Often, we’ll hear a wonder from parents, grandparents and even teachers - about what kind of person they might have become had they been lucky enough to be a “Breakwater Kid.” Breakwater’s special blend of academic, social emotional support and curriculum, hands-on child-centered learning, outdoor education, emphasis on arts and humanity, community and connection is pretty unique. We know that the effects are far reaching after speaking with alumni about how Breakwater had a hand in their confidence, continued love of learning, academic goals and the ability to weather through challenges. (Stay tuned for an alumni spotlight coming soon!) We are limitlessly proud of the learning community that we build together. In case you don’t spend your days at Breakwater (and even if you do!) we wanted to share what a typical day might look like for our students. These adventures and activities all took place yesterday, November 7, 2019 for all our students - toddler through eighth grade. Enjoy!
Students in the toddler classroom enjoyed a hike to the Fore River Sanctuary. They chose walking sticks, climbed hills laced with leaves and mud, adventured through towering trees and over stones, sang songs, listened to Señor J.’s Spanish words, and marched heartily to a good walking beat. Others spent time on their playground, painting with natural items, interacting with life-size scarecrows they built by hand, and constructing with building materials. They then had lunch and fell asleep for rest time on that cozy, rainy November day with adventuring and playing in their tired bodies (and probably in their dreams, too).
Preschool students spent time with their third and fourth grade learning buddies, reading together, running and climbing together and spending time in the garden. They checked on the baby seedlings in our new hoop house, challenged each other in running and chasing games, dug in the dirt together and made confectionary delights from mud, leaves and sand. (The sand was sprinkles, not spices - we were told).
After some big questions were generated from children after reading some books, Kindergarten spent the afternoon making art based around concepts of diversity and inclusivity. They read, “Shades of People,” by Shelley Rotner, “The Colors of Us,” by Karen Katz and “The Other Side” by Jacqueline Woodson. They spoke about different skin shades and colors and used paints to determine their own personal shade. There were several valuable conversations and insights about the different shades of people, and what it means to be an inclusive member of a community.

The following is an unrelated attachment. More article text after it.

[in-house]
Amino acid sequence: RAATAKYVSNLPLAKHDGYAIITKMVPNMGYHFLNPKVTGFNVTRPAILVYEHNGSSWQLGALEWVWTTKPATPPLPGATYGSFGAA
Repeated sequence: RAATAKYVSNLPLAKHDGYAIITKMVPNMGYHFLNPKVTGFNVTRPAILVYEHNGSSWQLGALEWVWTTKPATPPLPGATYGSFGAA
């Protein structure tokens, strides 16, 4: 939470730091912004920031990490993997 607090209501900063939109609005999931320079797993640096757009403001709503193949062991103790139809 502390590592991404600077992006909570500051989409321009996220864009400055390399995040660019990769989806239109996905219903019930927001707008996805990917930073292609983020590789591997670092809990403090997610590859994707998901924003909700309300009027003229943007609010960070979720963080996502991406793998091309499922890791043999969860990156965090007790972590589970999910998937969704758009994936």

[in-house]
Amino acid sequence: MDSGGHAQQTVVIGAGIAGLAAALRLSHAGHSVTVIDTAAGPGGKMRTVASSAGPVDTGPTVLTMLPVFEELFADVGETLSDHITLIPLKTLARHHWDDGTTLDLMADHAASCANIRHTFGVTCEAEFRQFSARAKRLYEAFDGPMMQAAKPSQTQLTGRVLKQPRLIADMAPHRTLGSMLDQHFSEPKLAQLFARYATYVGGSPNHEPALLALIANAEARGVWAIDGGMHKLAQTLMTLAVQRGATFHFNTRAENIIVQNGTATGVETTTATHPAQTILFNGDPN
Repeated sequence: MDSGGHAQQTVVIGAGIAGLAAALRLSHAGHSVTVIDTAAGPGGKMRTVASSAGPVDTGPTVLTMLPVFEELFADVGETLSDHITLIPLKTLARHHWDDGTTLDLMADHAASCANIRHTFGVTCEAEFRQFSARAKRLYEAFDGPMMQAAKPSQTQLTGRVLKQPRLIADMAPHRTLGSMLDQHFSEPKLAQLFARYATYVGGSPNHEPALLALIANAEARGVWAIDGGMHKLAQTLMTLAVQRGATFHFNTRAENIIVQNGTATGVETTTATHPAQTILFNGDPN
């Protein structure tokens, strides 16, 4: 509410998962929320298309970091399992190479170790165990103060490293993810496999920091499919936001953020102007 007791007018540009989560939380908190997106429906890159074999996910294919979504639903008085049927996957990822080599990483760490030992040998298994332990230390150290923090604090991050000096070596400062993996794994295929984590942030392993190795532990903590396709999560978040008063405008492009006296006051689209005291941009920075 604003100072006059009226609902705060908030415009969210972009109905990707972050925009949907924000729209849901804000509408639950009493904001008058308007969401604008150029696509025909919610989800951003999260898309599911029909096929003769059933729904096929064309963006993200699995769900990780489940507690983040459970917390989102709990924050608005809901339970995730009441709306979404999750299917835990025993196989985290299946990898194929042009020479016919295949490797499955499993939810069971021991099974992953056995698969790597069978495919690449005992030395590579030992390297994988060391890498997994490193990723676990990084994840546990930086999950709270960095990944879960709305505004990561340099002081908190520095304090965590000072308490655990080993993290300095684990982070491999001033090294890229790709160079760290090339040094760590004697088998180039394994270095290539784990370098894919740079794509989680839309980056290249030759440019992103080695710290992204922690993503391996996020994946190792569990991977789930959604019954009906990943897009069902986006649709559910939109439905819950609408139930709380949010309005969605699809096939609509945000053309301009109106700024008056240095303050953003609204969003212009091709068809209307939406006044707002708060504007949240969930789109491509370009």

First and Second Grade
In art class, students in first and second grade studied the work of William Mize and his use of line and shape in his art. Students had previously been studying shapes in art class and are moving now to lines. To demonstrate, they used marbles and paint in a box to create lines from the spheres. They will then use the resulting art to add to their individual monster pieces to demonstrate an understanding of shape and line.
Third and Fourth Grade
Recently, students met with a neighbor to discuss their study of the history of Nason’s Corner Park. They have been fascinated by the change in land, buildings and neighborhood. They learned so much from that visit including stories that revealed how Jewell Falls got its name, why our neighborhood is called Nason’s Corner and city rules about why our field must always remain a field. Yesterday, they spent time doing more research on our neighborhood and Portland’s history. They worked in four research groups: Farming, Wabanaki History and Culture, Trolley Cars and Canals. Julie Larry, from Portland Historic Landmarks, came to speak about this important work. During Showcase Week, they will share all the knowledge they’ve gained through their research with our community.
Fifth and Sixth Grade
Fifth and Sixth grade students spent the morning at Portland’s Gulf of Maine Research Center to learn more about climate change and the Gulf of Maine. They learned how scientists use certain indicators to learn about even a slight change in temperature, like the presence of black sea bass. Students broke up into groups and visited learning stations to collect data and then organized that data so that they could interpret it and make conclusions. They then were able to share their work with Marissa, a marine biologist, to see how closely their findings compared with hers. Each research group used information taken from their digital field notebooks to make a video. These videos will be shared with students and families at home so that students can share and reflect their study.
Seventh and Eighth Grade
Seventh and eighth grade students climbed White Horse Ledge in North Conway, NH.
A note from Fitz: “In order to help us recognize and face challenges in our lives the 7/8 embarked upon a difficult climb to the top of White Horse Ledge in North Conway. The weather worked against us as we blazed our way forward. In the end we all sumitted together, enjoyed each others' company and the views for lunch. Afterward we stumbled, at times literally, back down the trail. We all left in high spirits, confident that we can face the challenges and adventures ahead.”
It was a wonderful day at Breakwater - full of so many of the elements we love and thrive on here: Learning outdoors, multi age discovery, overcoming challenges and taking risks, inquiry based learning and research, and care and compassion for the people you are growing and learning with. It’s good to be a Breakwater Kid!